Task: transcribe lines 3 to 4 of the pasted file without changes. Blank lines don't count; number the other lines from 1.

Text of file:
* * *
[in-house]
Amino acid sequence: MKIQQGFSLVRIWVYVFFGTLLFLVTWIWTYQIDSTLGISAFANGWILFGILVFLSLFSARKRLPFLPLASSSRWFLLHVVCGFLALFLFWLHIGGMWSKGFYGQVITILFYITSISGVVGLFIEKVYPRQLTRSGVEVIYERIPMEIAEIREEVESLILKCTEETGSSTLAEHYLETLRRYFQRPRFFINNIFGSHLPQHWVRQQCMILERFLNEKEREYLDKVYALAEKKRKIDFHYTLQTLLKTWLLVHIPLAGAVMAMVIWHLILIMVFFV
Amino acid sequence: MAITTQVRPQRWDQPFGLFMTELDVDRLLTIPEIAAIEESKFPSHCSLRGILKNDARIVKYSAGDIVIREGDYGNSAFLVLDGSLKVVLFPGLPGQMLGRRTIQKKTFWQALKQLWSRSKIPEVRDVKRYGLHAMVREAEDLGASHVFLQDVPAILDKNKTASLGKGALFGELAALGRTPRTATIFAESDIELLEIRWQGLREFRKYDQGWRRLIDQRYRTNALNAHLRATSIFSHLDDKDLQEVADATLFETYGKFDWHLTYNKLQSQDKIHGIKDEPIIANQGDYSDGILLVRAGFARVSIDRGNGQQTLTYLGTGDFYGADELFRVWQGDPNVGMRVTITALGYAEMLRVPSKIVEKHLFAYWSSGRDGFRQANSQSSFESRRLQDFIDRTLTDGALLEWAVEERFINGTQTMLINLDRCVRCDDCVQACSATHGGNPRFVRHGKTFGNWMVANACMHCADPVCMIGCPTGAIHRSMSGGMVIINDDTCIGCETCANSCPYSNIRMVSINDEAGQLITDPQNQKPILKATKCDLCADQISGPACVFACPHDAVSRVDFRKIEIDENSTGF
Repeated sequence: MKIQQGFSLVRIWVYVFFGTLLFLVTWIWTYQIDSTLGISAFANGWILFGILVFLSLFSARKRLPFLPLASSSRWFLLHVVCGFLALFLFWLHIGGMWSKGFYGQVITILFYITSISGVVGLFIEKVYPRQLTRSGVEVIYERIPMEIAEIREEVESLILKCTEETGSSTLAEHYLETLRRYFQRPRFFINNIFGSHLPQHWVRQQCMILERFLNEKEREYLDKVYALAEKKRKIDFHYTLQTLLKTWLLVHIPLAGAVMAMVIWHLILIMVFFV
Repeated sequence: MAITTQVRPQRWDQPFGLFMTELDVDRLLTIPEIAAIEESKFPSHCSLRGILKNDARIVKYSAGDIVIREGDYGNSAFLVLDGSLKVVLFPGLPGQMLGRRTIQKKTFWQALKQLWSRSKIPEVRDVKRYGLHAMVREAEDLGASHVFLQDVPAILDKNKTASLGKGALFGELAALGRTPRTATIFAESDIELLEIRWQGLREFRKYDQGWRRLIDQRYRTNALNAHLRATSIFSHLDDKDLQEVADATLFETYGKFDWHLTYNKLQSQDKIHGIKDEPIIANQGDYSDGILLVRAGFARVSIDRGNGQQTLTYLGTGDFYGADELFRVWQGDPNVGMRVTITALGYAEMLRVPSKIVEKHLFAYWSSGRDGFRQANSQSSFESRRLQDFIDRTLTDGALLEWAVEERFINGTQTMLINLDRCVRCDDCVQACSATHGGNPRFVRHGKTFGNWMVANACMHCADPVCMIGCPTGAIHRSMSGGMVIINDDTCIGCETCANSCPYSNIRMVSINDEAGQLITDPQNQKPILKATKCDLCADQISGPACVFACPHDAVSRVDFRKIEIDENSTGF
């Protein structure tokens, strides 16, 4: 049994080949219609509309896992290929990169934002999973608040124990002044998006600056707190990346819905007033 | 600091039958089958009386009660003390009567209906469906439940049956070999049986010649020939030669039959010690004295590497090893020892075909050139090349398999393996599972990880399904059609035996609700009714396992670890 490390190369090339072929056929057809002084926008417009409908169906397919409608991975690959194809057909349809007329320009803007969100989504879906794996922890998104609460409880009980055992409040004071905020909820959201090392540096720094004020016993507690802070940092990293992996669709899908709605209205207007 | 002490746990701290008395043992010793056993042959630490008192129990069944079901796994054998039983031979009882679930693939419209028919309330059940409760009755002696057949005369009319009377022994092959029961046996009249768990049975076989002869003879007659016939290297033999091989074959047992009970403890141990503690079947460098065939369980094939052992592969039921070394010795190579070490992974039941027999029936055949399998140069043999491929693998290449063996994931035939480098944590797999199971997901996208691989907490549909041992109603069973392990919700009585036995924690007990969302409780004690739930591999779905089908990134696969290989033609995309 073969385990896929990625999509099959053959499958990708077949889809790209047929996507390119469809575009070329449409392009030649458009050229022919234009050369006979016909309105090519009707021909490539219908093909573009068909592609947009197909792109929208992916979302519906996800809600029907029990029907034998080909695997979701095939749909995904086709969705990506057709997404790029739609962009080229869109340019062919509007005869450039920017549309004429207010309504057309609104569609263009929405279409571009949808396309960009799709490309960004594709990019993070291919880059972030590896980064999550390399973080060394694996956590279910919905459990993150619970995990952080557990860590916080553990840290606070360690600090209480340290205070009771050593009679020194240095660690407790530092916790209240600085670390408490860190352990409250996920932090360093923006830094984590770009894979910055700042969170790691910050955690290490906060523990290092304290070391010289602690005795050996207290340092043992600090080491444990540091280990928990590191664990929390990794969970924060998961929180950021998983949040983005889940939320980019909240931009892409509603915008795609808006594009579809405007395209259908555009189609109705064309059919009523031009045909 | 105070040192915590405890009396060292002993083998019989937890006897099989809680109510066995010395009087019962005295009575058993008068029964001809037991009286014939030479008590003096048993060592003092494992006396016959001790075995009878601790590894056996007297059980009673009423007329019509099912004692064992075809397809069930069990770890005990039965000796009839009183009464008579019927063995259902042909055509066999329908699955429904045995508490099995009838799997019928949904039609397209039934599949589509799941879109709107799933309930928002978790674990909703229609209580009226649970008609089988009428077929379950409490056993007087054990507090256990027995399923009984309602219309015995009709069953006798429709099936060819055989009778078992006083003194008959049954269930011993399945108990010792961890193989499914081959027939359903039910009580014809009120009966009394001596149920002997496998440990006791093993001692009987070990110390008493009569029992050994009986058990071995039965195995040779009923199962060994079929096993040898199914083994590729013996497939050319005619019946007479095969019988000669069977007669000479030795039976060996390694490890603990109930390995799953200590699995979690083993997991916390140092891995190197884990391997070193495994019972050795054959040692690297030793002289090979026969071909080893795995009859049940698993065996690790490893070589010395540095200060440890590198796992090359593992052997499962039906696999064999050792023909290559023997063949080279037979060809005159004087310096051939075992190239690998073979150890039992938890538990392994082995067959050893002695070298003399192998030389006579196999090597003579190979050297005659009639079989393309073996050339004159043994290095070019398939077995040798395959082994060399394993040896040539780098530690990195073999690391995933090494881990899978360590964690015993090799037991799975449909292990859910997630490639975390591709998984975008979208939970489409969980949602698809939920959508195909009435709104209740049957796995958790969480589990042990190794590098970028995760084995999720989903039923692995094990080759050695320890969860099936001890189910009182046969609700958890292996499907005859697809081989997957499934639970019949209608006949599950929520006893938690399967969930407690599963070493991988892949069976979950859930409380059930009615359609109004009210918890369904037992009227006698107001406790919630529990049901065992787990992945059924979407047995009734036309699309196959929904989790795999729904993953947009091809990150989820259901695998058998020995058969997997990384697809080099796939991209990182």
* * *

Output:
Amino acid sequence: MAITTQVRPQRWDQPFGLFMTELDVDRLLTIPEIAAIEESKFPSHCSLRGILKNDARIVKYSAGDIVIREGDYGNSAFLVLDGSLKVVLFPGLPGQMLGRRTIQKKTFWQALKQLWSRSKIPEVRDVKRYGLHAMVREAEDLGASHVFLQDVPAILDKNKTASLGKGALFGELAALGRTPRTATIFAESDIELLEIRWQGLREFRKYDQGWRRLIDQRYRTNALNAHLRATSIFSHLDDKDLQEVADATLFETYGKFDWHLTYNKLQSQDKIHGIKDEPIIANQGDYSDGILLVRAGFARVSIDRGNGQQTLTYLGTGDFYGADELFRVWQGDPNVGMRVTITALGYAEMLRVPSKIVEKHLFAYWSSGRDGFRQANSQSSFESRRLQDFIDRTLTDGALLEWAVEERFINGTQTMLINLDRCVRCDDCVQACSATHGGNPRFVRHGKTFGNWMVANACMHCADPVCMIGCPTGAIHRSMSGGMVIINDDTCIGCETCANSCPYSNIRMVSINDEAGQLITDPQNQKPILKATKCDLCADQISGPACVFACPHDAVSRVDFRKIEIDENSTGF
Repeated sequence: MKIQQGFSLVRIWVYVFFGTLLFLVTWIWTYQIDSTLGISAFANGWILFGILVFLSLFSARKRLPFLPLASSSRWFLLHVVCGFLALFLFWLHIGGMWSKGFYGQVITILFYITSISGVVGLFIEKVYPRQLTRSGVEVIYERIPMEIAEIREEVESLILKCTEETGSSTLAEHYLETLRRYFQRPRFFINNIFGSHLPQHWVRQQCMILERFLNEKEREYLDKVYALAEKKRKIDFHYTLQTLLKTWLLVHIPLAGAVMAMVIWHLILIMVFFV